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Can you use public Kindy as free daycare?

post #1 of 94
Thread Starter 
I'm a single mama and it looks like I'll need to relocate to (???) for my job this summer. DD will be 5 in September. Since I'll likely know nobody where we'll be, I'll need a daycare option for her while I work (I'm a college prof so hours will be flexible). I'm thinking that if the schools are not too horrible where we end up, I could put her in public K, but have my own set of stipulations. Do you think these would fly?
No homework, no standardized testing, I can pick her up any day at any time for any reason, her vacations will coincide with my college vacations (e.g. she'll have 6 weeks off in Winter instead of 2, be done by early May, etc.), she'd go 4 days a week instead of five.
I've always intended to homeschool but feel like I'd be in a bind, at least this coming year. My child is very bright and we've been learning together all along. She does stuff a lot of 1st graders I know can't do so I'm not worried about academics since I feel like we've got that covered. I just need someone to watch her on a limited budget that first year while I recover financially from a move and temporary free public school seems like it might be an option.
Or would this totally be a bad plan? Thanks for any input.
post #2 of 94
Your plan may not work if the school district has strict regulations about compulsory attendance, absenteeism, and truancy. There may be legal consequences for missing too many days, even in kindergarten, although kindergarten is sometimes exempt from truancy policies because it isn't compulsory. You'll have to check with the specific school board and school.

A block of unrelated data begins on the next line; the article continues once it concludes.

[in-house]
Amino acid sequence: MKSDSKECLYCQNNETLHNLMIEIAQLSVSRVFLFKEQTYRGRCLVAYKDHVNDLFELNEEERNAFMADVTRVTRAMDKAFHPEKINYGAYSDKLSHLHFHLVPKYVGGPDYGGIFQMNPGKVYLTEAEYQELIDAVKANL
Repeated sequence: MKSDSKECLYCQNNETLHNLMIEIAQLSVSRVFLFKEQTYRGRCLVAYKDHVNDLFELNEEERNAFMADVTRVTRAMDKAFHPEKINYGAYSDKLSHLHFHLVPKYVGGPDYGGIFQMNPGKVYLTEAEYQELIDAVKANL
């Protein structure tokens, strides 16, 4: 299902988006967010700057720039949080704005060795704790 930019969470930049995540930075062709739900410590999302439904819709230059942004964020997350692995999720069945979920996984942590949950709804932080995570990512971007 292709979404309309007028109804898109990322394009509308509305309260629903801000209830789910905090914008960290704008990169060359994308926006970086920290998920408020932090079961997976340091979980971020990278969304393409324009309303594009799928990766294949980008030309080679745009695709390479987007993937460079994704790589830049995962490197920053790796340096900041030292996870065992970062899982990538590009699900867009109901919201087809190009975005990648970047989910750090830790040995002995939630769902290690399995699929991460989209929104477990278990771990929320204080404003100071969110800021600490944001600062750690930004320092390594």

Good luck.
post #3 of 94
Since Kindergarden is considered public school, I doubt you would be able to tell them what their cirriculum has to be for just your child. Maybe I am wrong, but I would expect my children to have to follow the cirriculum at kindergarden. It isnt free daycare, its public school.
post #4 of 94
I really don't see this flying, especially at a public institution. They want your kid there every day so they get their government money, and if your kid isn't there, they don't get it. It would also be more difficult on the teacher to have a kid bouncing in and out like that.

What about trying to find a college student or group of them that could manage your hours in exchange for a combination of tutoring and cash? If your college has an ECE department, they also may have an on-site daycare.

Liz
post #5 of 94